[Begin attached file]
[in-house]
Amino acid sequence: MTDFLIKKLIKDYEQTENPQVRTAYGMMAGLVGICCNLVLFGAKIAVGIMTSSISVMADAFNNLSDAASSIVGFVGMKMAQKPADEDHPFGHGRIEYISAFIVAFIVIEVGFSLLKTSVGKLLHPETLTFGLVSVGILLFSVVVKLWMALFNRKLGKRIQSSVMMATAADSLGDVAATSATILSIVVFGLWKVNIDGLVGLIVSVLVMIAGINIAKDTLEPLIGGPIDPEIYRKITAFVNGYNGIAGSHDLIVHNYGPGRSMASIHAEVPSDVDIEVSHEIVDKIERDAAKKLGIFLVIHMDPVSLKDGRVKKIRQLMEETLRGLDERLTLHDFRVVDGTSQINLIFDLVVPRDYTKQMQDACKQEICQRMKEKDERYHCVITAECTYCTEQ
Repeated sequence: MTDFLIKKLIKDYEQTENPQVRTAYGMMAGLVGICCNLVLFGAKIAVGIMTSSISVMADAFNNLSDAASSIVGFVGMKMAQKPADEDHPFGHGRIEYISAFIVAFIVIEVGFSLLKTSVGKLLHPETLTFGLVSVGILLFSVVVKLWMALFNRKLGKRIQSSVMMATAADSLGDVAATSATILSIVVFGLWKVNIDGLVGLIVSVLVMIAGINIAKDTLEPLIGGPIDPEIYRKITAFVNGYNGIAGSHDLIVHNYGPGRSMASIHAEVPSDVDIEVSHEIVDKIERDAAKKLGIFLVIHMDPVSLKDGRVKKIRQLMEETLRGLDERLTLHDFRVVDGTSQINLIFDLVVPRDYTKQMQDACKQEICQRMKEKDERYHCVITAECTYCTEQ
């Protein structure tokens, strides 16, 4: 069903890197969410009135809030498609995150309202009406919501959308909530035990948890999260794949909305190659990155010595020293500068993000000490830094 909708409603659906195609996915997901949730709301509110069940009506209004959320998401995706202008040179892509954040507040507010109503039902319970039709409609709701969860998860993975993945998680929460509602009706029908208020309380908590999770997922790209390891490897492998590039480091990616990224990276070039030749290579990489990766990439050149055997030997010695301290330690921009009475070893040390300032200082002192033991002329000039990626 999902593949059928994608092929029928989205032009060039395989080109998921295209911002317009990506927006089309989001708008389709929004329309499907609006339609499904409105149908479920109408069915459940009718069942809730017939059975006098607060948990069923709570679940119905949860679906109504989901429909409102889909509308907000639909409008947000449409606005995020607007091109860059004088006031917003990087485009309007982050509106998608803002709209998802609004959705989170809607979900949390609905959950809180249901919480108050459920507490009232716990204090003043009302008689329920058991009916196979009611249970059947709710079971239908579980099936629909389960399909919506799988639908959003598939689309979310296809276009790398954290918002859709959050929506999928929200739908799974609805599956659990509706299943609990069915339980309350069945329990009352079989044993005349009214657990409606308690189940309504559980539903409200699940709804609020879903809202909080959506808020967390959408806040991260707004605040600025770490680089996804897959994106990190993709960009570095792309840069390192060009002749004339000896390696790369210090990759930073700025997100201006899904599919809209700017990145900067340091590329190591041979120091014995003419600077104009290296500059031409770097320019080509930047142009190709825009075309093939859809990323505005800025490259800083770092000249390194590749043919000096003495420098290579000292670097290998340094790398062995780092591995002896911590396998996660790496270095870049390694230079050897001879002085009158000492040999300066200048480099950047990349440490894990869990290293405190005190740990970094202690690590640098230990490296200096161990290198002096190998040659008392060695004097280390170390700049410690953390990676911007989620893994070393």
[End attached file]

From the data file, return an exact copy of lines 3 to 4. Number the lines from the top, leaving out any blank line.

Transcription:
Repeated sequence: MTDFLIKKLIKDYEQTENPQVRTAYGMMAGLVGICCNLVLFGAKIAVGIMTSSISVMADAFNNLSDAASSIVGFVGMKMAQKPADEDHPFGHGRIEYISAFIVAFIVIEVGFSLLKTSVGKLLHPETLTFGLVSVGILLFSVVVKLWMALFNRKLGKRIQSSVMMATAADSLGDVAATSATILSIVVFGLWKVNIDGLVGLIVSVLVMIAGINIAKDTLEPLIGGPIDPEIYRKITAFVNGYNGIAGSHDLIVHNYGPGRSMASIHAEVPSDVDIEVSHEIVDKIERDAAKKLGIFLVIHMDPVSLKDGRVKKIRQLMEETLRGLDERLTLHDFRVVDGTSQINLIFDLVVPRDYTKQMQDACKQEICQRMKEKDERYHCVITAECTYCTEQ
């Protein structure tokens, strides 16, 4: 069903890197969410009135809030498609995150309202009406919501959308909530035990948890999260794949909305190659990155010595020293500068993000000490830094 909708409603659906195609996915997901949730709301509110069940009506209004959320998401995706202008040179892509954040507040507010109503039902319970039709409609709701969860998860993975993945998680929460509602009706029908208020309380908590999770997922790209390891490897492998590039480091990616990224990276070039030749290579990489990766990439050149055997030997010695301290330690921009009475070893040390300032200082002192033991002329000039990626 999902593949059928994608092929029928989205032009060039395989080109998921295209911002317009990506927006089309989001708008389709929004329309499907609006339609499904409105149908479920109408069915459940009718069942809730017939059975006098607060948990069923709570679940119905949860679906109504989901429909409102889909509308907000639909409008947000449409606005995020607007091109860059004088006031917003990087485009309007982050509106998608803002709209998802609004959705989170809607979900949390609905959950809180249901919480108050459920507490009232716990204090003043009302008689329920058991009916196979009611249970059947709710079971239908579980099936629909389960399909919506799988639908959003598939689309979310296809276009790398954290918002859709959050929506999928929200739908799974609805599956659990509706299943609990069915339980309350069945329990009352079989044993005349009214657990409606308690189940309504559980539903409200699940709804609020879903809202909080959506808020967390959408806040991260707004605040600025770490680089996804897959994106990190993709960009570095792309840069390192060009002749004339000896390696790369210090990759930073700025997100201006899904599919809209700017990145900067340091590329190591041979120091014995003419600077104009290296500059031409770097320019080509930047142009190709825009075309093939859809990323505005800025490259800083770092000249390194590749043919000096003495420098290579000292670097290998340094790398062995780092591995002896911590396998996660790496270095870049390694230079050897001879002085009158000492040999300066200048480099950047990349440490894990869990290293405190005190740990970094202690690590640098230990490296200096161990290198002096190998040659008392060695004097280390170390700049410690953390990676911007989620893994070393």